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Τρίτη, 23 Απριλίου, 2024
ΑρχικήEnglish EditionSweden’s contributions to NATO

Sweden’s contributions to NATO

By Phaidra Chrysostali,

A few days ago, the Turkish members of the Parliament (MP’s), approved Sweden’s effort to join NATO after a long-delayed vote. This represents a major step forward on the Nordic’s path to membership since Sweden’s accession to NATO, alongside with Finland being the newest member, bridges a crucial gap in the region’s security architecture and at the same time reveals new opportunities for closer security cooperation. Once Sweden becomes a member of NATO, the Baltic Sea will be a geographically coherent strategic space, powerful for future challenges.


There is no doubt that Sweden’s accession to NATO has the competence to reinforce the Alliance’s defense and deterrence position, especially relating to the security of northeastern Europe. The above can be realized by the fact that Sweden has been a close NATO partner for many years and is considered one of the most reliable countries in the transatlantic community. Therefore, the international community has a lot of expectations for Sweden. Nevertheless, Sweden will be required to reevaluate its defense policy if the government wants to achieve a successful institutional and operational integration into NATO. Up to now, Sweden has always focused on self-defense instead of collective defense, making it difficult to grasp the complex implications of becoming a member of a large alliance without losing its own voice and value along the process.

From a geographical perspective, Sweden has the longest Baltic Sea coastline in Europe, making it extremely important to the Alliance’s goals to increase its influence and military control over the Baltic Sea. At the same time, it connects the High North, the North Atlantic, and the Baltic Sea, offering an opportunity for a coherent and integrated defense for the entire region. As a result, the Swedish territory will make NATO more resilient when it comes to geopolitics and will provide options for defense and deterrence missions.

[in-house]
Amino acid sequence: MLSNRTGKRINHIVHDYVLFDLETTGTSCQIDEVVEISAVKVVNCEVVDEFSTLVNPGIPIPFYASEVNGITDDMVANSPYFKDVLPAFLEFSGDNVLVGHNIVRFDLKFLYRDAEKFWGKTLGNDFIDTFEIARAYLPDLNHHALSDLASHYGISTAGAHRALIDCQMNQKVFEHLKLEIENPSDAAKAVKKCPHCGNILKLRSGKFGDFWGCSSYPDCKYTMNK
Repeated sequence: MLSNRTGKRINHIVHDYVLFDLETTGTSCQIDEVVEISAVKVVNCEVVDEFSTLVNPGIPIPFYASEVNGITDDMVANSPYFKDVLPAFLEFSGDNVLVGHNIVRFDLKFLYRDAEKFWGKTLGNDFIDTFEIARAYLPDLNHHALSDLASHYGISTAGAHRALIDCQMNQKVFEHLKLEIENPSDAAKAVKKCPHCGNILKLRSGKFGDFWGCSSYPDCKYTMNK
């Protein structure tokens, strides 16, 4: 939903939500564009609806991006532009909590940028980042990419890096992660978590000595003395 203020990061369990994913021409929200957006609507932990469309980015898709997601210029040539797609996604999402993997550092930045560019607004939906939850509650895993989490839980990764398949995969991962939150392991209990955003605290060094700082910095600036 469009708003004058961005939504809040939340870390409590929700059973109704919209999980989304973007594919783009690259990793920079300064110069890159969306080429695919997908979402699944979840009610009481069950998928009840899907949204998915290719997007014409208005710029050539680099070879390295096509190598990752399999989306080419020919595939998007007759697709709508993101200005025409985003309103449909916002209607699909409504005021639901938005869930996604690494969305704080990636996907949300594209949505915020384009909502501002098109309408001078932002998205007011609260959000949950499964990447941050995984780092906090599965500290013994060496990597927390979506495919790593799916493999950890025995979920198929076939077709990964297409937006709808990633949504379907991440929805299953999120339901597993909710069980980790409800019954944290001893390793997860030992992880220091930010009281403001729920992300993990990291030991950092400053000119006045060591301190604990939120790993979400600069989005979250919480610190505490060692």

Among NATO’s goals is that each member country has to spend two percent of its gross domestic product (GDP) on defense yearly and Sweden is very close in reaching the two-percent goal in 2024. This will allow a focus on investments on the Swedish Armed Forces’ personnel, military innovation and development as well as to future contributions related to NATO’s deterrence and defense missions. In addition, the above are forcing Sweden to increase its defense budget and to develop its defense policy after decades of underinvestment and will further pressure it since NATO has redefined the target of two percent of GDP as a floor and not a ceiling. Therefore, there should be a continuous investment of its defense capabilities.

From the above mentioned, it is crucial for Sweden to become a NATO member since it will bring a significant number of resources (geographic, financial, operational) to NATO. Moreover, Sweden’s expertise and capabilities on the political and policy levels can offer valuable advice especially to issues such as energy that is of outmost importance nowadays.

In conclusion, the war in Ukraine has highlighted to NATO its importance in the international scene and the need to reevaluate its defense and deterrence in order to be protected from what the future in geopolitics holds. Sweden’s membership should strengthen the transatlantic community, during this turbulent moment, through its advanced military capabilities, defense-industrial base, political and operational sophistication and geography. These qualities are much needed today and will make a strong impact to the alliance. However, Sweden’s integration will not be an easy process and will require many resources and transformations in order for Sweden to become a valuable and worthy member.

  • Sweden’s accession will make ‘a lot of improvements’ to NATO: Swedish FM Billström. FRANCE24. Available here
  • Here’s what to know about Sweden’s bumpy road toward NATO membership. AP news. Available here
  • Turkey parliament backs Sweden’s Nato membership. BBC. Available here



Phaidra Chrysostali
Phaidra Chrysostali
She was born in Athens in 2001. She holds a degree in International Relations and European Affairs from Deree University, and she is currently pursuing a dual course of study in Political Science and Public Administration at the National Kapodistrian University of Athens, specializing in European and international issues. In her leisure time, she finds joy in reading books, engaging in sports, and writing articles.